By Yonsoo Kang, VA Middle School Program Coordinator
Photos courtesy of Yonsoo Kang
In lieu of the recent election, it is undeniable that there has been a rise in incidents of hate, bigotry, and prejudice in schools around the country. I wanted to design a lesson for my AALEADers so they could see past and current scene of people who expressed hate and how others have decided to respond. Instead of using dreaded PowerPoint slides, we decided to create a gallery made up of words and visuals showing different forms of oppression as well as marginalized groups using their voice to fight back.
When choosing the pictures, we wanted to avoid the cliche ones found in school textbooks like MLK’s I Have A Dream photo or marchers in DC so we searched for incidents and movements that were not so well known.
Goals in Mind
1) Give voice to the voiceless.
2) Show how hate and oppression may look different over time but they actually stays the same.
3) Fighting for what is right is not always popular.
4) Provide examples of brave people who stood and stand up against injustice.
Breakdown of the Activity
First, everyone was given a reflection handout to write down how they felt about certain images. It was crucial the youth had time to debrief and process their thoughts after seeing powerful and sometimes graphic images. Second, the youth treated our space like a art gallery.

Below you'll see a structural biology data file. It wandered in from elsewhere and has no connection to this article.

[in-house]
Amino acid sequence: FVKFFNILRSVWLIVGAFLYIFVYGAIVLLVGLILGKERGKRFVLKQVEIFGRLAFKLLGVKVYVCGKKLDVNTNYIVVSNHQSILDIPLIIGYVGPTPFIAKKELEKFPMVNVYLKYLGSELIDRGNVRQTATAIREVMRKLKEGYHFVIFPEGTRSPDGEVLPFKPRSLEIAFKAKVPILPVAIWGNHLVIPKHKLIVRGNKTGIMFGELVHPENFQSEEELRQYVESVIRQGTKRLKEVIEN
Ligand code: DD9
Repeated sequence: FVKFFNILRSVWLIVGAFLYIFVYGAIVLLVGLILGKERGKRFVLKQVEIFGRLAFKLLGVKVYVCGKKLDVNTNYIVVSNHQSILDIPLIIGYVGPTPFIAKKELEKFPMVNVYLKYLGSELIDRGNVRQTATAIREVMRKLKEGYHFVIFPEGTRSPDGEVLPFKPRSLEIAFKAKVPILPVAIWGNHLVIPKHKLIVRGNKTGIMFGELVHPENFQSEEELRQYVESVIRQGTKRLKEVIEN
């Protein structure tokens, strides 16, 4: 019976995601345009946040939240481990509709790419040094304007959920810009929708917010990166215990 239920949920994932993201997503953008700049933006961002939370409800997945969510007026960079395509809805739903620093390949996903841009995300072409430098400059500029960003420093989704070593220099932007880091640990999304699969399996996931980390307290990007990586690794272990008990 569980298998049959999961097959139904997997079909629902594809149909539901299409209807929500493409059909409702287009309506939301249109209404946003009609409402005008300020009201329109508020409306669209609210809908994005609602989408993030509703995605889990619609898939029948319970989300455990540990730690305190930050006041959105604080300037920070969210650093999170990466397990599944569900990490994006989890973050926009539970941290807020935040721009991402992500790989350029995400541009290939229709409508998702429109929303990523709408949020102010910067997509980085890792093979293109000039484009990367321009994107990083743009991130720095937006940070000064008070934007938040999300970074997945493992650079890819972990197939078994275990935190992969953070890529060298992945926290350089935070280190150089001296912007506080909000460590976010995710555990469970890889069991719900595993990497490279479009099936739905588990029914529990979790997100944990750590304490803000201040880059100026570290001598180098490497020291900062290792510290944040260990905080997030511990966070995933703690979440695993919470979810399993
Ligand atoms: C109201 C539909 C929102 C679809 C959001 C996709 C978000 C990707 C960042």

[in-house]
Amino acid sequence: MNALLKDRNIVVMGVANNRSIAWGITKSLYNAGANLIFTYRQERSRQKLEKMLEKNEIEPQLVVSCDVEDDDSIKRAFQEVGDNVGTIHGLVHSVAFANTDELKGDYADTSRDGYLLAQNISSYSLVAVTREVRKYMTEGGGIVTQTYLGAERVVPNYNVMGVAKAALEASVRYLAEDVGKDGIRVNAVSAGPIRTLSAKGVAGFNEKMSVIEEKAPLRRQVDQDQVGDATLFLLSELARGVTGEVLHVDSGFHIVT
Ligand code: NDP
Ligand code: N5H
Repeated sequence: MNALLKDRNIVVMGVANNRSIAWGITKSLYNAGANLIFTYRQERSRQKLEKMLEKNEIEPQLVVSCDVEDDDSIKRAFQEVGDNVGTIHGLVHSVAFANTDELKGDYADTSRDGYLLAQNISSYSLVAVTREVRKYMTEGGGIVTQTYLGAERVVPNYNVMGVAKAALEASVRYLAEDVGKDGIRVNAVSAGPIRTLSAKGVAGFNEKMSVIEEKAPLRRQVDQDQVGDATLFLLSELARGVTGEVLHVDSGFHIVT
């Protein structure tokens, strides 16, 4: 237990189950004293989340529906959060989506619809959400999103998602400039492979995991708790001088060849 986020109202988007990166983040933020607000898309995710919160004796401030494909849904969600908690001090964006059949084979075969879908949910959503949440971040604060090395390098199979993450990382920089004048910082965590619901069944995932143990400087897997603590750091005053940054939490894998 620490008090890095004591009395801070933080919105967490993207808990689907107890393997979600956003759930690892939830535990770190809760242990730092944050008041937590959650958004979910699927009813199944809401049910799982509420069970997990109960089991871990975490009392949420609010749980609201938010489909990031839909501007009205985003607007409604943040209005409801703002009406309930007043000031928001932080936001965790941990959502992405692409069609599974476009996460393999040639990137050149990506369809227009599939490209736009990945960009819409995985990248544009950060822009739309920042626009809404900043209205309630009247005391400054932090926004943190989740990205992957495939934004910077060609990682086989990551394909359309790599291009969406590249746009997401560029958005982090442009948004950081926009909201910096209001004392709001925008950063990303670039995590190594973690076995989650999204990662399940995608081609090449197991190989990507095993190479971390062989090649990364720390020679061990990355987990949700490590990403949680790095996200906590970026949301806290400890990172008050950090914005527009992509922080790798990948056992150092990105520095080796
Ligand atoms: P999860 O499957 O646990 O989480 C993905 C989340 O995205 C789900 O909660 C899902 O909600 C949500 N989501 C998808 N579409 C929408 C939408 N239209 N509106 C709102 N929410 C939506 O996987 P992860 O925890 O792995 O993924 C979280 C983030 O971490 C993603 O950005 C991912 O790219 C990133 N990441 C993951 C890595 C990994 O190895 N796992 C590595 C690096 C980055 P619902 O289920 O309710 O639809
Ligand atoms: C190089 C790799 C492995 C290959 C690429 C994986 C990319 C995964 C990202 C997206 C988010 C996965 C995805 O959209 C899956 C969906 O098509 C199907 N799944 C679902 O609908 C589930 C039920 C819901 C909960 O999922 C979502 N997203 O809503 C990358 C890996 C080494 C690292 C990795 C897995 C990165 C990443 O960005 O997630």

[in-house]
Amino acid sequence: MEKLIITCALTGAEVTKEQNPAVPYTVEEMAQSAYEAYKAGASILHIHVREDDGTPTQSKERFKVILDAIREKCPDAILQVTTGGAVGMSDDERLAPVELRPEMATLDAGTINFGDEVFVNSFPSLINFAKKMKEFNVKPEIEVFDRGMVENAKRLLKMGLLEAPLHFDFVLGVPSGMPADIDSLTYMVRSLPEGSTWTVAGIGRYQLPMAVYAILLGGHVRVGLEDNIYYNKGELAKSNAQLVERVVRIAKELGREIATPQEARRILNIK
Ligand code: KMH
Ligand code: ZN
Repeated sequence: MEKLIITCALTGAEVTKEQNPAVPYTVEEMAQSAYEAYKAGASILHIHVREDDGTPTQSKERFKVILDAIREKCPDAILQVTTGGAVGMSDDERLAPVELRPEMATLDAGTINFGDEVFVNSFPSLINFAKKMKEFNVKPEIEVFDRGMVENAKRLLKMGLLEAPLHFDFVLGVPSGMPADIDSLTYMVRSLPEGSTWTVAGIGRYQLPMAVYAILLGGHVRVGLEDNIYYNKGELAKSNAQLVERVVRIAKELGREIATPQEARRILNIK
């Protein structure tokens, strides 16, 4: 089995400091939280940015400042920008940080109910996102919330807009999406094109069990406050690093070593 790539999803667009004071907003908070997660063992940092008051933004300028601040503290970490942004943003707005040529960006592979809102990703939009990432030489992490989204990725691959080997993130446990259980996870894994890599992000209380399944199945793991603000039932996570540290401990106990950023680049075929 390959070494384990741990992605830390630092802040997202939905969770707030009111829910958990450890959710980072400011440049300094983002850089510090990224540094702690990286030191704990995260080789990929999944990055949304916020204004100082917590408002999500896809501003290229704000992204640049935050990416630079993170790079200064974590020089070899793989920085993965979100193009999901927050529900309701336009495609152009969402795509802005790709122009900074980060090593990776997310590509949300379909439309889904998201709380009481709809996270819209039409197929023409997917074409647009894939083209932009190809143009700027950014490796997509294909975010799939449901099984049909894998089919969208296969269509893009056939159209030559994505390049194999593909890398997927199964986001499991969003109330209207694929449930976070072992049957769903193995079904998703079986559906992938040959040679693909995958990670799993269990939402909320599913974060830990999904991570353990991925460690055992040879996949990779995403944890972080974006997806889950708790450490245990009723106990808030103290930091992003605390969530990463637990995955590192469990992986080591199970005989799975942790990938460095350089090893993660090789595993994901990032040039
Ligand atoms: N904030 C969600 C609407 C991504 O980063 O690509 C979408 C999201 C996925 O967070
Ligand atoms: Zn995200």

They quietly walked around the room, looking at pictures, and whispering to one another.
There were post its available for youth to write down comments or draw “likes” for the displayed images.
Finally, we all gathered together and AALEDers shared why certain visuals were really powerful to them.
“I chose [Malcolm X’s quote] because I’ve been going through a lot what he says and no longer felt alone. I could just relate to it because he seems to understand exactly how I’m feeling. That’s why I like it.” – Junie H.
“I like [Maya Angelou’s quote] because I think girls need to speak up and stand up for themselves. It makes me feel good and strong when I read it.” – Alejandra V.
“Why do they treat them like that because they’re gay? They are people too and should be happy.” – Chananchida M.
Many adults tend to forget just how young people are deep and thoughtful. Providing them with an open environment, youth can empathize with others, analyze their own feelings, and perceive discrepancies between words and actions. Don’t underestimate young folks and you will be amazed at what they can do.
It’s gonna be great!